Woman ends life at Makkah shelter

Updated 26 August 2015

Woman ends life at Makkah shelter

JEDDAH: A young woman was found hanging from the ceiling of her room at a shelter in Makkah recently, triggering a debate on social media about conditions at such facilities.

A note, purportedly written by her, saying “I decided to die to escape hell” and circulated by activists on social sites such as Twitter, has created a stir, local media reported on Tuesday.
The woman reportedly took the extreme step following a quarrel with a number of female inmates in the Social Affairs Ministry shelter. She used a piece of cloth to commit suicide, the report said.
Cap. Fahd Al-Malki of the Makkah police was quoted as saying that the security authorities received information about the incident on Saturday evening. “The body was sent to a hospital morgue for further procedures.”
It may be mentioned here that a female inmate of a shelter in the Eastern Province had earlier talked about the “days of oppression and darkness experienced at the shelter. “Dying is more merciful than living in the shelter. Food, which is supposed to be the easiest thing to get, does not come easily.”
A worker at another shelter was quoted as saying by a local publication that some children suffer the worst kind of psychological and physical torture. “With my own eyes I saw a worker beating on a child not more than 13 years of age. The child was badly beaten and he just went to sit in his room, as if he was used to be humiliated and beaten.”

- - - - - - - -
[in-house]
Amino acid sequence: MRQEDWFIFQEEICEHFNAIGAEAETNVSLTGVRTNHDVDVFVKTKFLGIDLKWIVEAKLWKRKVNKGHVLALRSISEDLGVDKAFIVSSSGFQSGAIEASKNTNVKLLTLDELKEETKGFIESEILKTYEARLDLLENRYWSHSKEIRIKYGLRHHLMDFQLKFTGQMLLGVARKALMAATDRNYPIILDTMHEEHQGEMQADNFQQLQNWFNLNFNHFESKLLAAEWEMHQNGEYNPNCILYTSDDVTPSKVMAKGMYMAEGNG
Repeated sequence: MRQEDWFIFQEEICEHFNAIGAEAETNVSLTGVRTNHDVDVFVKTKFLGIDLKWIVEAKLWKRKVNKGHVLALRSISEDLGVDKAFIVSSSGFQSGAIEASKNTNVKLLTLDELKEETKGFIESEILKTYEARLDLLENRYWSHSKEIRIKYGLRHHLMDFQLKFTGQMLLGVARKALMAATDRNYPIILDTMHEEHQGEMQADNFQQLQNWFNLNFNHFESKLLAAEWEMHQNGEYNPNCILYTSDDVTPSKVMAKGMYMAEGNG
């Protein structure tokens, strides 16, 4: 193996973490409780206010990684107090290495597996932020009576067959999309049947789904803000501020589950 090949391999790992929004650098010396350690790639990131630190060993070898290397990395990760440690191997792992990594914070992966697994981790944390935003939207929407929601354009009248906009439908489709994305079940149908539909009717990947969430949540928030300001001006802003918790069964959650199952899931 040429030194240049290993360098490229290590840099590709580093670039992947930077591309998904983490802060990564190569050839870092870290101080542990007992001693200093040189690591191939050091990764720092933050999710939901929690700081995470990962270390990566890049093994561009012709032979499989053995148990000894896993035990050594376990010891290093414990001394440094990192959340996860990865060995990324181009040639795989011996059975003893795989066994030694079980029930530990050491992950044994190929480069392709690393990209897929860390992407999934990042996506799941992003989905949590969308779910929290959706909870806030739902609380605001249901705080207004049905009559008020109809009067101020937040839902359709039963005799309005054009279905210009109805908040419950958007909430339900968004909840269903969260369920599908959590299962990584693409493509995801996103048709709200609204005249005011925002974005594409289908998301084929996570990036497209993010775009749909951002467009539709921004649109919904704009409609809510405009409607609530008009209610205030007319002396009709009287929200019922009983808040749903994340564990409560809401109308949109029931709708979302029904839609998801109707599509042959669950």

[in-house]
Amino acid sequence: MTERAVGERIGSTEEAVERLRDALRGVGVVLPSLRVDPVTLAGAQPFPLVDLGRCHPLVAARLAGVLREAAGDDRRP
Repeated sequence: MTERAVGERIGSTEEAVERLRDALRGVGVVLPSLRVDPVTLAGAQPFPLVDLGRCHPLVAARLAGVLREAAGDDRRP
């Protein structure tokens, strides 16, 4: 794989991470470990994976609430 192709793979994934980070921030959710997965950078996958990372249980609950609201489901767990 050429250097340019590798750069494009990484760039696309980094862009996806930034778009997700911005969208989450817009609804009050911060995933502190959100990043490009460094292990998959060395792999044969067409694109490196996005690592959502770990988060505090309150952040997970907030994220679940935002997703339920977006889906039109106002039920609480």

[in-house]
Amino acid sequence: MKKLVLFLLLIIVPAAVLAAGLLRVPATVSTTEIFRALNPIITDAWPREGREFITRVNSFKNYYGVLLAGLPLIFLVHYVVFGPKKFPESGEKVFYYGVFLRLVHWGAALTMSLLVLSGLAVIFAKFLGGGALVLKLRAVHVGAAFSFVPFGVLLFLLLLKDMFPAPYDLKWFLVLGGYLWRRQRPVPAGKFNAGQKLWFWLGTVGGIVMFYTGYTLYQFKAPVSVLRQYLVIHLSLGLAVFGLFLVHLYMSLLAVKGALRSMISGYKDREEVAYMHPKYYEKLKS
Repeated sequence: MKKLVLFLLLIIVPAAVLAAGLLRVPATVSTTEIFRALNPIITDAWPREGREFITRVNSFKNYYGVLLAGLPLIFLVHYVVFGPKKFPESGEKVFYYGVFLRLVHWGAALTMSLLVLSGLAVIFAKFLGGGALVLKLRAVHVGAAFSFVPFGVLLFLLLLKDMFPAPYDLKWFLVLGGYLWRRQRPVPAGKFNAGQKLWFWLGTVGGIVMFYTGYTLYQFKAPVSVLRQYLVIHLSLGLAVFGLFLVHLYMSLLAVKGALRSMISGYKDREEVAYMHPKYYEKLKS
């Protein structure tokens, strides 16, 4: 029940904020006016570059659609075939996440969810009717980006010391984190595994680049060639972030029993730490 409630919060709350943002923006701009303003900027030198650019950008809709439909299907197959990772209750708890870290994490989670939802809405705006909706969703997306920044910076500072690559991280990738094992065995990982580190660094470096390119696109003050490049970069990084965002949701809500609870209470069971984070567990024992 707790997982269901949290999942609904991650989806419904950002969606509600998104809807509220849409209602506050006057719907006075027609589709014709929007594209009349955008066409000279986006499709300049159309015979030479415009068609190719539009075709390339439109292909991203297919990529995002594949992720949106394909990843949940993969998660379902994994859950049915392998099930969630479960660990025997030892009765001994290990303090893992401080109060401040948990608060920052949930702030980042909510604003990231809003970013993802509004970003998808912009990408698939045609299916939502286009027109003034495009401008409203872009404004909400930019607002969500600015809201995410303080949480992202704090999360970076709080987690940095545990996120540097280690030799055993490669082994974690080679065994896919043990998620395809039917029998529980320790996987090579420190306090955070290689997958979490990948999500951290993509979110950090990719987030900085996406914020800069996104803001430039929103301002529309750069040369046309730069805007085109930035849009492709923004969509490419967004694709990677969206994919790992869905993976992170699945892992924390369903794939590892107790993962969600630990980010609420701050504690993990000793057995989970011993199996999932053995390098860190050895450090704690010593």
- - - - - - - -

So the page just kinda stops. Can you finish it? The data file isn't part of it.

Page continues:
Worshippers flock to reopened Prophet’s Mosque for Friday prayers

Updated 06 June 2020

Worshippers flock to reopened Prophet’s Mosque for Friday prayers

MADINAH: Hundreds of thousands of worshippers attended the first Friday prayers to be held at the Prophet’s Mosque in Madinah since the gatherings were suspended to stop the spread of the coronavirus disease (COVID-19) outbreak.

The green light for the resumption of the prayer meetings came as part of a plan to gradually reopen the Kingdom’s mosques while ensuring worshippers and visitors adhered to preventive measures.

A ban on access to the Rawdah remained in place and only groups of worshippers numbering up to a maximum of 40 percent of the mosque’s capacity were being allowed entry.

Precautionary measures also included the allocation of specific doors for the entry of worshippers, the installation of thermal cameras, removal of all carpets so that prayers could be performed on the marble, sanitization of the mosque’s floors and courtyards, periodic opening of domes and canopies to ventilate the mosque, and the removal of Zamzam water containers.

The Prophet’s Mosque in Madinah will be closed after evening prayers and reopened one hour before dawn prayers. Parking lots will operate at 50 percent capacity and a media awareness campaign has been launched to highlight safety procedures at the holy site.

Medical teams have also been stationed at the main entrances to the mosque in cooperation with the Ministry of Health.

Elsewhere in the Kingdom, worshippers also flocked to perform Friday prayers at mosques amid strict health measures.

On May 31, Saudi authorities reopened all mosques for prayers, except in Makkah, as part of the Kingdom’s plan for a gradual return to normal life.

Last week the minister of Islamic affairs, dawah and guidance said that the country’s mosques were ready to welcome back worshippers, following his field trips to check that necessary preparations had been made.

All worshippers must still maintain a distance of 2 meters between rows, wear masks to enter a mosque, and Friday sermons and prayers have been limited to a maximum of 15 minutes.